Cooperation between the two countries will enable them both to get rid of the menace of terrorism and defeat radicalism. There is also the larger strategic scenario that confronts both countries. Until now, it has been a zero-sum game between them. They have both found themselves on opposite sides of the strategic contestation between Great Powers. But if they were to work together, their negotiating position would increase vastly and they can resist being buffeted by the pulls and pressures of Great Power politics.
The bottom line is that there is a lot more to be gained by both India and Pakistan if they normalise relations than if they remain daggers drawn. The economic benefits cannot be understated. Trade will help both in fighting inflation, preventing shortages of essential goods, provide markets and connectivity to both sides, and unleash synergies that have so far been blocked.
Cutting off trade or adopting beggar-thy-neighbour policies is akin to cutting your nose to spite someone else's face. Trade and travel linkages enhance the physical and economic security of not just the state but also the society. What is more, it will contribute to political security. Instead of warily watching each other, both countries can focus on improving the lives of their citizens.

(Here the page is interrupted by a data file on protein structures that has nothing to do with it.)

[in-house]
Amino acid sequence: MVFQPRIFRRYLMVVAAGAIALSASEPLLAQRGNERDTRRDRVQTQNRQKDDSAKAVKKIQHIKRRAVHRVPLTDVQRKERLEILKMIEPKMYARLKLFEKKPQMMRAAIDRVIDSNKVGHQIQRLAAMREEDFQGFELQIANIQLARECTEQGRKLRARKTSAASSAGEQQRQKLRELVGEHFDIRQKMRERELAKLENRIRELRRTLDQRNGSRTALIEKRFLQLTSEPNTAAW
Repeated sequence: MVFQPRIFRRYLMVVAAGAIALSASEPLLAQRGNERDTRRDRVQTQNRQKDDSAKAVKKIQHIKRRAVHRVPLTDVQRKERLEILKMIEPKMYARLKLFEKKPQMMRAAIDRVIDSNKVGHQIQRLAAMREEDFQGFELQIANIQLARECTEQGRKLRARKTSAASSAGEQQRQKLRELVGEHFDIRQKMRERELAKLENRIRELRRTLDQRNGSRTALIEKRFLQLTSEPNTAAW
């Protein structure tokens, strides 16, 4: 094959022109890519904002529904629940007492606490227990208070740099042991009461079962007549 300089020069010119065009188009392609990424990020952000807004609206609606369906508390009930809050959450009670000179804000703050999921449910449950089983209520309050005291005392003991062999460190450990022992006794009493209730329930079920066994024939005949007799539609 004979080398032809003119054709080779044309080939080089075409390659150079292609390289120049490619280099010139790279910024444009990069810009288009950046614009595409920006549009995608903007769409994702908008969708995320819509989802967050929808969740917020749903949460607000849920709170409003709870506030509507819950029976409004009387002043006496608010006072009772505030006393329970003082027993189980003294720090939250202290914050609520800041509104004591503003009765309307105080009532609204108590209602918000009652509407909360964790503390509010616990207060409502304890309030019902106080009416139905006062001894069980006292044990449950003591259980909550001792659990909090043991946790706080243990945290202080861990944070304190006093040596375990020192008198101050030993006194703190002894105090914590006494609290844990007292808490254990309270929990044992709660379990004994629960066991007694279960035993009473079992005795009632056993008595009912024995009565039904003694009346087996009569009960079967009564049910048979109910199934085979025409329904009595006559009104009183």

In the specific case of Pakistan, it can move from being a national security state to becoming a welfare state. In fact the influence of the military would be a catalyst to such a turn of events as the perceived threat from India would dissipate a few notches. If India and Pakistan can work together towards a brighter future, then it will naturally pave the way for a greater integration of the entire South Asian region. For Pakistan, the attendant benefit will be that CPEC notwithstanding Pakistan's dream of being a viable bridge between West Asia and South Asia, and between Central Asia and South Asia would also see forward momentum. Some Pakistani politicians -- Nawaz Sharif in particular -- understood this.
Unfortunately, at that time the Pakistan Army wasn't quite ready to accept this vision. But over the last few years, there are clear signs that the Pakistan Army is now even keener than the politicians to make the outreach form some kind of rapprochement with India.
The concept of geo-economics enunciated by the Pakistan Army Chief General Qamar Bajwa underscores this change of outlook. The Pakistan Army seems to have realised that the unending state of hostility is dragging Pakistan down and creating existential problems.
With both the civil and military authorities in Pakistan on the same page as far as an outreach to India is concerned, there is now an opportunity before both India and Pakistan to try and reset their bilateral relationship. If they grasp this opportunity, it can change not just the face of South Asia but also the dynamics of international politics; but if they waste the window of opportunity, then it will be tragic because such an opportunity will not present itself for many, many years.
(Only the headline and picture of this report may have been reworked by the Business Standard staff; the rest of the content is auto-generated from a syndicated feed.)